This Thursday, January 21, the Washington House State Government and Tribal Relations committee will vote on HB 1078. If this bill becomes law, voting rights will be restored to all Washington state citizens who have been convicted of a felony as soon as they are released from incarceration. Under current law, voting rights are only restored after the person is released from community supervision and the person has finished meeting any legal financial obligations associated with the conviction.
Information about the bill and a video recording of last week’s committee hearing can be found at the HB 1078 website. Many people testified at the hearing and all were in support of the bill. Here are some of the many reasons for their support:
- The current practice disproportionately impacts people of color. Of the total population currently on community supervision in Washington, 16% are people of color even though people of color only account for 4% of our state’s population.
- Citizens returning from incarceration have many barriers to overcome such as finding employment and housing. Studies have repeatedly shown that reducing barriers to re-entry decreases recidivism. Decreasing recidivism increases public safety. Restoring a person’s right to vote empowers that person to become and remain an active member of society.
- Many other states have recognized the value of restoring voting rights to people convicted of a felony. More than 20 other states allow people on supervision or incarcerated people to vote. Washington is the only state on the West coast who disenfranchises people on community supervision.
- If this bill becomes law, it will be much easier for our county auditors to determine who is eligible to vote. If a person shows up to register, they obviously are not incarcerated and are therefore eligible to vote. Under current law, the auditors must check state records to see if the person is on supervision or has outstanding legal financial obligations to determine if they are eligible.
- Although this was not mentioned during the hearing, our current laws restore voting rights for people convicted of a felony at the federal level as soon as they are released from a federal prison. Some argue that people convicted of a felony at the state level should also have their voting rights restored as soon as they are released from a state prison.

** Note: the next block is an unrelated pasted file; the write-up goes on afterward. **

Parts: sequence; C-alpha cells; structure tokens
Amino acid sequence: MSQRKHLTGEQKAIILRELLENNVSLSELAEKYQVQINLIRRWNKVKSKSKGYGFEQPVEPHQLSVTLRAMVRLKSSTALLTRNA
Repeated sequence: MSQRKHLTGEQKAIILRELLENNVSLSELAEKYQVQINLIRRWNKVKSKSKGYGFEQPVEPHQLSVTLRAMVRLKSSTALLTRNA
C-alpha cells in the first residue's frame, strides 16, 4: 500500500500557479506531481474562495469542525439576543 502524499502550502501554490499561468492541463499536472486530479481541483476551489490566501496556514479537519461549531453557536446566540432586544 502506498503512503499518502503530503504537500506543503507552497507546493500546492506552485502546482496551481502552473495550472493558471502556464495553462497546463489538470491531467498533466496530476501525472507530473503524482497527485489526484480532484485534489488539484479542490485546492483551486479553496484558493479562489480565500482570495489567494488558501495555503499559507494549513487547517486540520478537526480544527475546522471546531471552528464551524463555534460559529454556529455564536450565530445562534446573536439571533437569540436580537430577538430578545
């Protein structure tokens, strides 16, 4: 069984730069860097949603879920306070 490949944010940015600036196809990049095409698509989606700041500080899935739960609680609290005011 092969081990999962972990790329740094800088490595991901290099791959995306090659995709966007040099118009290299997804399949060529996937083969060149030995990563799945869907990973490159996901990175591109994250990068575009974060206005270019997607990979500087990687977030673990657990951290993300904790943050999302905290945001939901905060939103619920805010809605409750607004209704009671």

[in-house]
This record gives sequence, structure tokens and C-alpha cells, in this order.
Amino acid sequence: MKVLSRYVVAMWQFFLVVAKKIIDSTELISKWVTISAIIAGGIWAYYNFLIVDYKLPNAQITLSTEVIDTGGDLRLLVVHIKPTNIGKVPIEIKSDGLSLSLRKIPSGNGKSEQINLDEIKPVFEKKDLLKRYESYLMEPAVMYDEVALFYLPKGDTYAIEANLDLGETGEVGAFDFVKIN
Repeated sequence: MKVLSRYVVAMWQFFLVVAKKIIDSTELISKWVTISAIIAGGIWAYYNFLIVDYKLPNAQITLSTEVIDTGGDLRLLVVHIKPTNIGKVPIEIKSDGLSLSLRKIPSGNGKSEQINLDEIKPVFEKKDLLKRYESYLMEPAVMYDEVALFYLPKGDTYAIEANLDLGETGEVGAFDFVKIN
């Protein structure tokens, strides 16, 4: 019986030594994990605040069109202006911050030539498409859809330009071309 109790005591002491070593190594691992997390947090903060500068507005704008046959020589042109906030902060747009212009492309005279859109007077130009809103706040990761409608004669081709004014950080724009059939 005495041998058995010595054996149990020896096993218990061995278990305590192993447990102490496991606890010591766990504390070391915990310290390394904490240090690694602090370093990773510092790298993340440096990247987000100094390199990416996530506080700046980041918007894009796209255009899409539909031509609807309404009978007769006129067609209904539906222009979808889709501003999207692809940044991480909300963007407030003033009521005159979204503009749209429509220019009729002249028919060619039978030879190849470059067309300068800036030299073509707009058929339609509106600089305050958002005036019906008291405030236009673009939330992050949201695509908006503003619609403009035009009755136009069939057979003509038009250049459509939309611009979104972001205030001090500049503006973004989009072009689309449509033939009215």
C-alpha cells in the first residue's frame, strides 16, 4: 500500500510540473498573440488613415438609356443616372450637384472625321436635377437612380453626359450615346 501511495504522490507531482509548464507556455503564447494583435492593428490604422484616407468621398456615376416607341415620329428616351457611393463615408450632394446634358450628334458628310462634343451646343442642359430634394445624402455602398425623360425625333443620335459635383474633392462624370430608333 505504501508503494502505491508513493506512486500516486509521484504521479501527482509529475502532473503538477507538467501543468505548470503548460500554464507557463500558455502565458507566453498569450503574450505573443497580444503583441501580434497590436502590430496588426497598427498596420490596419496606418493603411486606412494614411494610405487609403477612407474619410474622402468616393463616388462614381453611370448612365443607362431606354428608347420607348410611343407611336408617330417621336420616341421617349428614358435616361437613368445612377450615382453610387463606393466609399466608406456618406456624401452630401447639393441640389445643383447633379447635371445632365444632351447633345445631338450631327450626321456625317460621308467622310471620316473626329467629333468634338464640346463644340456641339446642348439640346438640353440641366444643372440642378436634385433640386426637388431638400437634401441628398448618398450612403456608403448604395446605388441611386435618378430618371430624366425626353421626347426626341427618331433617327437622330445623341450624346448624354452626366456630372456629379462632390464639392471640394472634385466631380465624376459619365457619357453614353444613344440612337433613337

I encourage you to access the bill’s website and leave a comment by 8:00 am Wednesday morning. The committee will vote on Thursday and all comments must be posted at least 24 hours before the vote. In addition, if any of the following committee members are representatives of your district, I encourage you to email them directly with your opinion of this bill.
Javier Valdez (46th), Debra Lekanoff (40th), Mike Volz (6th), Jim Walsh (19th), Laurie Dolan (22nd), Jenny Graham (6th), Mia Gregerson (33rd)
All the best,
Family Safety Foundation
To view this discussion on the web visit https://groups.google.com/a/wavoices.org/d/msgid/community/009801d6edf1%24f0079ba0%24d016d2e0%24%40comcast.net.
Washington HB 1078 information [app.leg.wa.gov]
Willing to bet registrants will be excluded at some point or another.
Can’t do it…have to have a Washington address
I believe that every American should be able to vote ! If they are diagnosed mentally unstable that should be the only exclusion . Just because a person has made an error or bad choices in life should not exclude them .They have paid their time for their mistake !They are Americans and no happen what happens once as far as what position they are in when released (on probation or not ) I believe they should be allowed to vote . When the census is counted everyone is counted so why shouldn’t a persons vote count .
All of you are right on this proposal and yes one should have the right to vote whether a car thief or other. That is a person’s right. Even cleaning ups some of the TV today which I almost never watch. Now I don’t vote because who know’s the many different character structors of som running in elections.
If it was my guess I would much rather have a woman in government than men (sorry guys). It seems women are a bit more understanding in a lot of matters. And yes I’ve had men school teachers and women but its the insight and subject matters that are at many ordeals so one could say teaching or running a government. Its all pressure at times .